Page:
CHARLESTON, WV (WOWK) – Another lawsuit against the West Virginia State Police could be coming on behalf of another group of women who used the women’s locker room at the West Virginia State Police Academy.
Winfield Attorney David Moye says he has sent a notice of intent to bring a lawsuit to West Virginia Attorney Patrick Morrisey and WVSP Superintendent Colonel Jack Chambers. He says the pending lawsuit would be filed on behalf of five female plaintiffs who have retained him and attorney Scott Summers to represent them.
According to Moye, the potential plaintiffs say they were participating in training at the WVSP Academy at the time a recording device was placed in the women’s locker room.
“You know they feel very betrayed by the academy, by the state police,” Moye said. “Not only for that being permitted to happen, but the biggest thing is the action they took after they discovered it, that they state police destroyed that evidence.”
The incident happened sometime before March of 2016, but it wasn’t discovered until after the person who allegedly hid the camera died. According to Gov. Jim Justice (R-WV), the three troopers who found the camera destroyed a thumb drive that allegedly had the images from the locker room on them.
“The burden is on the state police now to show that these women are not on it because they had the evidence and they had the proof and they elected to do this destruction consciously,” Moye said. “I think at this point they need to show that the women were not on it.”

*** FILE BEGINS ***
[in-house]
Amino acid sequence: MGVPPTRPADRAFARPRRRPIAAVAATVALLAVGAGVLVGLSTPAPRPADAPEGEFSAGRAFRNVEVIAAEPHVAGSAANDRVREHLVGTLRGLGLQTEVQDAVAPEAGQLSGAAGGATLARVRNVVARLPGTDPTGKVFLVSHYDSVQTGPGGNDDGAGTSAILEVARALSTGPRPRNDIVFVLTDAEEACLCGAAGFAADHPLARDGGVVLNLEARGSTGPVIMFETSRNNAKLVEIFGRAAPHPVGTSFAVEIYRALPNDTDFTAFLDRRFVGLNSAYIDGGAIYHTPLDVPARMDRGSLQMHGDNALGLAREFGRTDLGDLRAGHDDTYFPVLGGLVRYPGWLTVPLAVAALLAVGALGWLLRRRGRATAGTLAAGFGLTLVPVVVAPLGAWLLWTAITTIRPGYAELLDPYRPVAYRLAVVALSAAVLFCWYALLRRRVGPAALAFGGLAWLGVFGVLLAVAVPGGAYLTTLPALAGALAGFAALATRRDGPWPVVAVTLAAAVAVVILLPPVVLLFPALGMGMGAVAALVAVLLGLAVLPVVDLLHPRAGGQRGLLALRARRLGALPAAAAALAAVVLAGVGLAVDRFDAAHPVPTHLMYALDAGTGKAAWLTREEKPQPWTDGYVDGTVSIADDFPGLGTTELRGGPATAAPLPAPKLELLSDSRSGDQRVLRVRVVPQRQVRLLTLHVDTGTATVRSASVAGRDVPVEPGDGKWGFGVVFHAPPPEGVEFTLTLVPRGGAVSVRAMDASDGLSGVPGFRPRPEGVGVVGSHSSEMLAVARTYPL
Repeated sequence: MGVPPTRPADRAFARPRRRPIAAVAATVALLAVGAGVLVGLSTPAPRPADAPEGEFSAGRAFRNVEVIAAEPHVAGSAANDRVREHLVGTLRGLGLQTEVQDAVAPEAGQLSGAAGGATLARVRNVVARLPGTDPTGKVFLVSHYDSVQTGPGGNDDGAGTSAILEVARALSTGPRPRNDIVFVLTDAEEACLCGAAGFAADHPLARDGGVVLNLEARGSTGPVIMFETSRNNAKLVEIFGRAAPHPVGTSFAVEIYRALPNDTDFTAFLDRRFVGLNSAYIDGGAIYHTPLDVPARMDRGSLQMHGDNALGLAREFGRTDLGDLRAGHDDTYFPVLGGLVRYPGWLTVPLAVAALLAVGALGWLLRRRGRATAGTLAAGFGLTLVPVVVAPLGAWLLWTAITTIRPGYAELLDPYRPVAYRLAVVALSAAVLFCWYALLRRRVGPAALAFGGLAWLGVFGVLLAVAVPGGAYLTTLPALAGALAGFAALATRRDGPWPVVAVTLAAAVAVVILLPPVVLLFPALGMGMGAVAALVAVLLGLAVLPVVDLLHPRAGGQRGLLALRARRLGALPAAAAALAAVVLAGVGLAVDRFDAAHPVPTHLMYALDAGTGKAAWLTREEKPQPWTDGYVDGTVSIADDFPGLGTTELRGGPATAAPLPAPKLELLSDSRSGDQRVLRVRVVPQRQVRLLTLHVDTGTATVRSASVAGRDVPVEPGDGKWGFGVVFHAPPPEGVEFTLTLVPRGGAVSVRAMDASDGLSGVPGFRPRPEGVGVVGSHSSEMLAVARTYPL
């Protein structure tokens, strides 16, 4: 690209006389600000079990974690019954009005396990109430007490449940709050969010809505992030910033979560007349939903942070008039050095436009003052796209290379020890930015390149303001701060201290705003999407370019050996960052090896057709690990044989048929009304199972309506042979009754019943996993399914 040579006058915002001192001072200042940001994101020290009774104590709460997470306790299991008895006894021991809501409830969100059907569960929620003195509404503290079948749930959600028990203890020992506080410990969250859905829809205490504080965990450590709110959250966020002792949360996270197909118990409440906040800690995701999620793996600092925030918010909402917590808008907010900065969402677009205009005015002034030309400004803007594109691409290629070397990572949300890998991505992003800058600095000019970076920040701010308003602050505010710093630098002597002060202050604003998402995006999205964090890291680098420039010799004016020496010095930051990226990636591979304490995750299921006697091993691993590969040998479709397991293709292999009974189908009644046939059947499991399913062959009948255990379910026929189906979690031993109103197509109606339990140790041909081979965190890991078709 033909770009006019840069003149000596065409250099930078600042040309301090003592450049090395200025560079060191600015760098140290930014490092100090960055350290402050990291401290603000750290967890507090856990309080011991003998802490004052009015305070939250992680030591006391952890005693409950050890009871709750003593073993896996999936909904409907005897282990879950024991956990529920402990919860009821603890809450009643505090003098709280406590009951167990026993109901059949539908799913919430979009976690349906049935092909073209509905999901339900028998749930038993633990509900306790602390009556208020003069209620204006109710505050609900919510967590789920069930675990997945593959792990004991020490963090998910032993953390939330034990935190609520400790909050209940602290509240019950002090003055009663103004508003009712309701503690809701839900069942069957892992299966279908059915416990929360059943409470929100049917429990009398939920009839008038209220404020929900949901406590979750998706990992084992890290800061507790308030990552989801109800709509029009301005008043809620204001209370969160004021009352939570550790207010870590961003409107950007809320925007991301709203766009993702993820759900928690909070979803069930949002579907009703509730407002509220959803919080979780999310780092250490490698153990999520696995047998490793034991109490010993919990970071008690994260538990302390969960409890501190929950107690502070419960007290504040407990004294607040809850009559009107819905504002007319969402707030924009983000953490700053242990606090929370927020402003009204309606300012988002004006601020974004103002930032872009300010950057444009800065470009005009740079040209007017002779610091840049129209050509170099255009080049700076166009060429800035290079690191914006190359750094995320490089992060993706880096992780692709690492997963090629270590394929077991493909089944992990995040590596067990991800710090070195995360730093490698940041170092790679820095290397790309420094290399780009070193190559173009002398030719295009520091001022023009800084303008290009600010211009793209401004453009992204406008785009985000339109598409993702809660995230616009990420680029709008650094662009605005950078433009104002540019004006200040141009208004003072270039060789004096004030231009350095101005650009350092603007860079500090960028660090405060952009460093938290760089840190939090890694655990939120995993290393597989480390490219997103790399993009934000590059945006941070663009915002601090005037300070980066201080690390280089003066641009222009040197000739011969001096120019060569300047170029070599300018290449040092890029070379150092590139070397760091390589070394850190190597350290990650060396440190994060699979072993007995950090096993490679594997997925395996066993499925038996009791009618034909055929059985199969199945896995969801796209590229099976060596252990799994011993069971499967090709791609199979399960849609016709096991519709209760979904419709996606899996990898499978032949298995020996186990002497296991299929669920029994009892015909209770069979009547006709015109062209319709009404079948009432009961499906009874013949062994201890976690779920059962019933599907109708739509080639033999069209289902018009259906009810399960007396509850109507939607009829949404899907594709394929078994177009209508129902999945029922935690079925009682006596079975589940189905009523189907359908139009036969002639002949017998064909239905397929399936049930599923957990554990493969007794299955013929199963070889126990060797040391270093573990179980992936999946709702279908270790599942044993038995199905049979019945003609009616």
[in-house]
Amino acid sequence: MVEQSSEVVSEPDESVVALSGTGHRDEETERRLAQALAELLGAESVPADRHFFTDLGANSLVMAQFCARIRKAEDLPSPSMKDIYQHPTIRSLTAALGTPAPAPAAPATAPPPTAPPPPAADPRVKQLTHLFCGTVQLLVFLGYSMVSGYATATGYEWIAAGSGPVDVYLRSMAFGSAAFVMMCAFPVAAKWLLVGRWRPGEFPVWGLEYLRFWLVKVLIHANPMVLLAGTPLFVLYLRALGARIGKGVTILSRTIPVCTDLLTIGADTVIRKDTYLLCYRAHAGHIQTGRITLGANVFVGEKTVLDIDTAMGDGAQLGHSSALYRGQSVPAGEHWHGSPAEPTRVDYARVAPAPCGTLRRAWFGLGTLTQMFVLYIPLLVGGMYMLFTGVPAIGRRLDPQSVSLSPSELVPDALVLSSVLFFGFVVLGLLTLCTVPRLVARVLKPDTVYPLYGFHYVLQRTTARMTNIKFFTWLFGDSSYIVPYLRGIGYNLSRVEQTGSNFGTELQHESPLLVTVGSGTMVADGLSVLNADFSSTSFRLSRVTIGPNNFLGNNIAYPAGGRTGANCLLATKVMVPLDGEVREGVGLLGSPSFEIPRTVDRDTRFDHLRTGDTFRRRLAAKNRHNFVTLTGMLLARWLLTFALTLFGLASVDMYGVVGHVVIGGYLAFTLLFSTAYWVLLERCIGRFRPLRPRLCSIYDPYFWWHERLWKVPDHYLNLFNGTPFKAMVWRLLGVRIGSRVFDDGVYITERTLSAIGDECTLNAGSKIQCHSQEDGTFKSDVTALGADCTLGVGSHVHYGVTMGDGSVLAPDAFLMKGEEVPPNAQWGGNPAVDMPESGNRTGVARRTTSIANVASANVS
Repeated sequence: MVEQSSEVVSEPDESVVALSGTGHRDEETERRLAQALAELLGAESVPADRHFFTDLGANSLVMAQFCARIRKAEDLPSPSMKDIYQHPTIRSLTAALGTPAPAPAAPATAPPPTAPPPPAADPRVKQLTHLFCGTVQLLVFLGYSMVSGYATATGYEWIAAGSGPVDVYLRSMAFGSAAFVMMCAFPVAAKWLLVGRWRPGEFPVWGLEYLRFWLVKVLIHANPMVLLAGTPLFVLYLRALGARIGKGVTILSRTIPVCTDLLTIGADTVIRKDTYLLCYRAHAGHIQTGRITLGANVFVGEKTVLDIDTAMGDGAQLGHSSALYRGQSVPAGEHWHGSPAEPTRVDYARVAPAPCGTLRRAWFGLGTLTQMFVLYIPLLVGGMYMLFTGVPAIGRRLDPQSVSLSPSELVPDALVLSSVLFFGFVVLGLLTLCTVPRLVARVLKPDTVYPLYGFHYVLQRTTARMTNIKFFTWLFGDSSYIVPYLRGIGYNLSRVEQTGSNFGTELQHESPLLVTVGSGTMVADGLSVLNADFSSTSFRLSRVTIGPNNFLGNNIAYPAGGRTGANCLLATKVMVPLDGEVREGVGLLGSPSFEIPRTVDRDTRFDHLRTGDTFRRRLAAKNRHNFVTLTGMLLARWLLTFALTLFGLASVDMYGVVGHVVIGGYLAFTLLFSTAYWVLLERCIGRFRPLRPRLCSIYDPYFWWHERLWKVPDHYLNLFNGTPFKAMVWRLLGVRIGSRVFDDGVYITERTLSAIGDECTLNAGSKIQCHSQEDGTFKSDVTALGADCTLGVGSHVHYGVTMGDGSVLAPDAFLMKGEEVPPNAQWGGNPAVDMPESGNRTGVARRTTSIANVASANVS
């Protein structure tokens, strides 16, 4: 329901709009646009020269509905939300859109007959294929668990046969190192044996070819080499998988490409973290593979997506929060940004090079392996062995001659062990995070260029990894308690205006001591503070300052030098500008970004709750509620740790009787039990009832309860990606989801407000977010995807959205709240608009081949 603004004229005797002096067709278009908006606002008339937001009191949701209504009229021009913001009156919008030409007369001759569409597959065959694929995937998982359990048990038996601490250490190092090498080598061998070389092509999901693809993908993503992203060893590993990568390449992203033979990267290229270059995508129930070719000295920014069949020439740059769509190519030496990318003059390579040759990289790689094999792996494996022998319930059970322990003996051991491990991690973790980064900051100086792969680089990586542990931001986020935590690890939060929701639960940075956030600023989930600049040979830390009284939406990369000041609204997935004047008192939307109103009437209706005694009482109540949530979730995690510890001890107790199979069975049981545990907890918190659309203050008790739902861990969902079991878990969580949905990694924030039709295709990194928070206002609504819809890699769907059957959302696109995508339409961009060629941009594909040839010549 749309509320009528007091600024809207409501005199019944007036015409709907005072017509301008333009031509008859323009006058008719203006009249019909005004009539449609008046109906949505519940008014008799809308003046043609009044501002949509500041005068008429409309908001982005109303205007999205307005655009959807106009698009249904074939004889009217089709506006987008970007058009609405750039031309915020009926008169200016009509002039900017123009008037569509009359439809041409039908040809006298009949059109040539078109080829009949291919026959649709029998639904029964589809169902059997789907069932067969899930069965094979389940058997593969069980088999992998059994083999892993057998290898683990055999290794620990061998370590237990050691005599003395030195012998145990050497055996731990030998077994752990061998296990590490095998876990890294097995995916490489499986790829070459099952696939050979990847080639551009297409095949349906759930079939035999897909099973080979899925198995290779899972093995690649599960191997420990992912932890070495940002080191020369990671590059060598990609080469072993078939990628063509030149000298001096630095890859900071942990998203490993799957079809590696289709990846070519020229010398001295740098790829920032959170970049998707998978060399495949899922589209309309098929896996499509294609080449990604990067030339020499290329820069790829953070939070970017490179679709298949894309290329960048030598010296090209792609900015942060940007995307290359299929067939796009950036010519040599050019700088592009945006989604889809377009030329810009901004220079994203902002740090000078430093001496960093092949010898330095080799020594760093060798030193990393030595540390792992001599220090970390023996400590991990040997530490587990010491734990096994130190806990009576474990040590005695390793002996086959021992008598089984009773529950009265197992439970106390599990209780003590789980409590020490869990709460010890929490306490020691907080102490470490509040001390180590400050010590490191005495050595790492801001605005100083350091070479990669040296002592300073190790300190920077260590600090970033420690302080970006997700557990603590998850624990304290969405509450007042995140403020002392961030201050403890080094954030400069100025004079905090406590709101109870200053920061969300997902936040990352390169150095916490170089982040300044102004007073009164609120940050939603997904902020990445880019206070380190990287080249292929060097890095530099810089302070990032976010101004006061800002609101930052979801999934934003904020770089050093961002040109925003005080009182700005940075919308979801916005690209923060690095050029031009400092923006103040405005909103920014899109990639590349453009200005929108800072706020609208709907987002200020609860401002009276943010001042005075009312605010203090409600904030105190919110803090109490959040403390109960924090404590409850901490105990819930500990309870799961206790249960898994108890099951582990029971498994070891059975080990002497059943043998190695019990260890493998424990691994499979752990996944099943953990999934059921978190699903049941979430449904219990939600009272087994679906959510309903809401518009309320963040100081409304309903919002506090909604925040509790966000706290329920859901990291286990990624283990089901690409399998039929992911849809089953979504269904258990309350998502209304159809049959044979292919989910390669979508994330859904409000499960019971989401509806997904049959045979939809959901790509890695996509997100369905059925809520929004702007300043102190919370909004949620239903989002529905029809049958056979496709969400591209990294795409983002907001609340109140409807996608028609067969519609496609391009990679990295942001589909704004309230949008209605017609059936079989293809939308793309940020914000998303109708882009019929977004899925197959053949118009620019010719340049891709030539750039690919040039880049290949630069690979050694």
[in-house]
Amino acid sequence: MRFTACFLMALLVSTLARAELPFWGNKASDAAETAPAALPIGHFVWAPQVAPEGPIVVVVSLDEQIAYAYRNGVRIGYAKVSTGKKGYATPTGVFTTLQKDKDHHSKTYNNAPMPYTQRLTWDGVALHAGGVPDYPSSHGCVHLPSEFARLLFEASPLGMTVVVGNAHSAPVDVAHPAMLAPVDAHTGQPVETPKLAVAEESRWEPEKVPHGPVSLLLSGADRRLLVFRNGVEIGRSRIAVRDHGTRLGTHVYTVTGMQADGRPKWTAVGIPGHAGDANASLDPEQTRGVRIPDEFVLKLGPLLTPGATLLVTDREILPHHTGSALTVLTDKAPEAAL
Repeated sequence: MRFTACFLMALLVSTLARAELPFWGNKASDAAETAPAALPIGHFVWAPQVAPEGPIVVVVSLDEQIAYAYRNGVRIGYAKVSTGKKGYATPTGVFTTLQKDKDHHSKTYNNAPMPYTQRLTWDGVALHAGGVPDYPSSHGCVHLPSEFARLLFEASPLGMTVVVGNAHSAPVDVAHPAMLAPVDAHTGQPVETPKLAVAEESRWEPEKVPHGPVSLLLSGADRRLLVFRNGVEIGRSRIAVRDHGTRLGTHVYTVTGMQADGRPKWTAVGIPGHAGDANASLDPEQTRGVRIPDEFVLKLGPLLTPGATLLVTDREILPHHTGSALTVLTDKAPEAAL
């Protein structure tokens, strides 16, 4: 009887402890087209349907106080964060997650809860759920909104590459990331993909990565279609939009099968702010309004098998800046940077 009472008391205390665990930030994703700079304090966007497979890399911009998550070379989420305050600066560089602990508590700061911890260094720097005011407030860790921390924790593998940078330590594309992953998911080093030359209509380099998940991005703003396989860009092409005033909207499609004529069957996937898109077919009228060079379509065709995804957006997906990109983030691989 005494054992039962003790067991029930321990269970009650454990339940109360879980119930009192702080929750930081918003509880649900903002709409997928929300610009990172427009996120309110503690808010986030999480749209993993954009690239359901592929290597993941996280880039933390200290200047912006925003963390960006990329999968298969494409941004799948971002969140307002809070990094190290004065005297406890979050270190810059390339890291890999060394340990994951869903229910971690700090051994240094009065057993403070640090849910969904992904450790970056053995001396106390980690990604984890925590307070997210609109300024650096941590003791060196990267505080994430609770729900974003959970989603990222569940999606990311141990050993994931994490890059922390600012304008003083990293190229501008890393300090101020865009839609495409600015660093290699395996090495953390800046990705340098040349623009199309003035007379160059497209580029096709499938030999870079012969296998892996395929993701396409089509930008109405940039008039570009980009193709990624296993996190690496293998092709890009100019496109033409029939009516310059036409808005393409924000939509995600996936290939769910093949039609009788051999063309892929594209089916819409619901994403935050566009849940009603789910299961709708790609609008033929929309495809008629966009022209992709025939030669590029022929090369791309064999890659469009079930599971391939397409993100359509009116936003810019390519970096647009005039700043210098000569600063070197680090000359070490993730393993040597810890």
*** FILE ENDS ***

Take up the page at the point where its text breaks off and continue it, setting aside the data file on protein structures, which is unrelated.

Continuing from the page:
Moye says the lawsuits for the plaintiffs will be filed in Kanawha County Circuit Court thirty days after the letter of intent is received. He adds that the plaintiffs will “request an award of any and all damages available to them under the law.”
“The unknown a lot of times is more devastating than actually knowing what happened because as time has passed they were not aware of it and it’s affecting all of them defitnley,” he said. “It definitely affecting all of them because they don’t know who looked at it.”
This is not the first letter of intent to file a lawsuit against the WVSP regarding the hidden recording device. The first letter of intent was filed in late March by Wheeling-based trial lawyer Teresa Toriseva, who is representing approximately a dozen women who came forward saying they are outraged about the camera, invasion of privacy and the destruction of evidence.
Toriseva also filed a Notice of Forthcoming Legal Action to WVSP in early April on behalf of three women who say they attended West Virginia Junior Trooper programs during the time the hidden camera was in place at the academy while they were between the ages of 14 and 17.
After the State Police received the first notice of the potential lawsuit, the new superintendent of the West Virginia State Police Colonel Jack Chambers released an apology letter to those women who may have been victimized and said an investigation will be launched to develop a timeline to identify all of the potential victims. He also said counseling and therapy services will be made available.
An investigation into WVSP started after a five-page anonymous letter was sent to Governor Jim Justice (R-WV), Attorney General Patrick Morrisey and a host of state lawmakers.
The letter outlined alleged misconduct at the organization including sexual assaults, thefts, and damage to state-owned property in addition to a hidden camera in the women’s locker room.
The whistleblower who sent the five-page letter came forward earlier this month, identifying himself as Cpl. Joseph Comer. He is also represented by Moye due to accusations of domestic battery and felony strangulation against him which were filed the day before he was set to have a grievance hearing against the WVSP. Moye called those charges “retaliatory in nature” due to Comer bringing attention to misconduct from the top ranks of the department.